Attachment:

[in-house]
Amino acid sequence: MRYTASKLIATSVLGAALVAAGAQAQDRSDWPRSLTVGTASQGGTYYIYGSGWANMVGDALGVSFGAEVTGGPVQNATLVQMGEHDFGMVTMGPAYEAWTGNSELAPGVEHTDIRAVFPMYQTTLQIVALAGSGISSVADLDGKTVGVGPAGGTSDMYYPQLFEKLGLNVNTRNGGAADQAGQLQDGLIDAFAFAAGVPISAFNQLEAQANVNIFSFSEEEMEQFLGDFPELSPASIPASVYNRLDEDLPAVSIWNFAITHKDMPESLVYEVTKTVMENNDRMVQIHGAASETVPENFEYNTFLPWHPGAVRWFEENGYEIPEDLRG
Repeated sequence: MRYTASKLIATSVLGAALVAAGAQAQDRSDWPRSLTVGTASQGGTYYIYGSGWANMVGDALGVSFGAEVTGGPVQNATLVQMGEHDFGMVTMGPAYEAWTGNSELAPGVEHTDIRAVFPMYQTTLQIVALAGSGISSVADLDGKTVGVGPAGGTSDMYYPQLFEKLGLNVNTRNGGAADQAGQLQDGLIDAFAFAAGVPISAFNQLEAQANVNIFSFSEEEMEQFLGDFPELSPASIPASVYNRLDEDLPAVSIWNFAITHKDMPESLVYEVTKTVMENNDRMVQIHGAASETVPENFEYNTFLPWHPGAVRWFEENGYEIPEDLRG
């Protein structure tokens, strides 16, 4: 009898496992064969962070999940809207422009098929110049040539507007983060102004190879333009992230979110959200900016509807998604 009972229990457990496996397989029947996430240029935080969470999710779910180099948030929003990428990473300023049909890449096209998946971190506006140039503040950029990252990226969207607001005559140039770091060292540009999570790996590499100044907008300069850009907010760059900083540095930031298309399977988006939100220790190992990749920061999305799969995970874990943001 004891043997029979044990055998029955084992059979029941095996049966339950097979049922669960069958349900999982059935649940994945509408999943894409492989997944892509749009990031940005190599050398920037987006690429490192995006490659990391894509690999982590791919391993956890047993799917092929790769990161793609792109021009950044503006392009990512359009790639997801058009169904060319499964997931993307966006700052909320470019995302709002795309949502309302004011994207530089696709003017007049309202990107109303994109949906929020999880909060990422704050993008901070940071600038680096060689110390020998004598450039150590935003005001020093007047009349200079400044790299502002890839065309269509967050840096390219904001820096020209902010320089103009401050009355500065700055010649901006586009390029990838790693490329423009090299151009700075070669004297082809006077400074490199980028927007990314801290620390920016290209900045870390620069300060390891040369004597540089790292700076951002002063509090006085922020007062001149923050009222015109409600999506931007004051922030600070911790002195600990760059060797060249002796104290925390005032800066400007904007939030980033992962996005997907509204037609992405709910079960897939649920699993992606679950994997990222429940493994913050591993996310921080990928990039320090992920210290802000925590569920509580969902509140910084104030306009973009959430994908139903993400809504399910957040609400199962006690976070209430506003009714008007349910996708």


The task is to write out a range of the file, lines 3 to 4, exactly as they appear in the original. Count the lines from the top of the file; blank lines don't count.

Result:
Repeated sequence: MRYTASKLIATSVLGAALVAAGAQAQDRSDWPRSLTVGTASQGGTYYIYGSGWANMVGDALGVSFGAEVTGGPVQNATLVQMGEHDFGMVTMGPAYEAWTGNSELAPGVEHTDIRAVFPMYQTTLQIVALAGSGISSVADLDGKTVGVGPAGGTSDMYYPQLFEKLGLNVNTRNGGAADQAGQLQDGLIDAFAFAAGVPISAFNQLEAQANVNIFSFSEEEMEQFLGDFPELSPASIPASVYNRLDEDLPAVSIWNFAITHKDMPESLVYEVTKTVMENNDRMVQIHGAASETVPENFEYNTFLPWHPGAVRWFEENGYEIPEDLRG
């Protein structure tokens, strides 16, 4: 009898496992064969962070999940809207422009098929110049040539507007983060102004190879333009992230979110959200900016509807998604 009972229990457990496996397989029947996430240029935080969470999710779910180099948030929003990428990473300023049909890449096209998946971190506006140039503040950029990252990226969207607001005559140039770091060292540009999570790996590499100044907008300069850009907010760059900083540095930031298309399977988006939100220790190992990749920061999305799969995970874990943001 004891043997029979044990055998029955084992059979029941095996049966339950097979049922669960069958349900999982059935649940994945509408999943894409492989997944892509749009990031940005190599050398920037987006690429490192995006490659990391894509690999982590791919391993956890047993799917092929790769990161793609792109021009950044503006392009990512359009790639997801058009169904060319499964997931993307966006700052909320470019995302709002795309949502309302004011994207530089696709003017007049309202990107109303994109949906929020999880909060990422704050993008901070940071600038680096060689110390020998004598450039150590935003005001020093007047009349200079400044790299502002890839065309269509967050840096390219904001820096020209902010320089103009401050009355500065700055010649901006586009390029990838790693490329423009090299151009700075070669004297082809006077400074490199980028927007990314801290620390920016290209900045870390620069300060390891040369004597540089790292700076951002002063509090006085922020007062001149923050009222015109409600999506931007004051922030600070911790002195600990760059060797060249002796104290925390005032800066400007904007939030980033992962996005997907509204037609992405709910079960897939649920699993992606679950994997990222429940493994913050591993996310921080990928990039320090992920210290802000925590569920509580969902509140910084104030306009973009959430994908139903993400809504399910957040609400199962006690976070209430506003009714008007349910996708």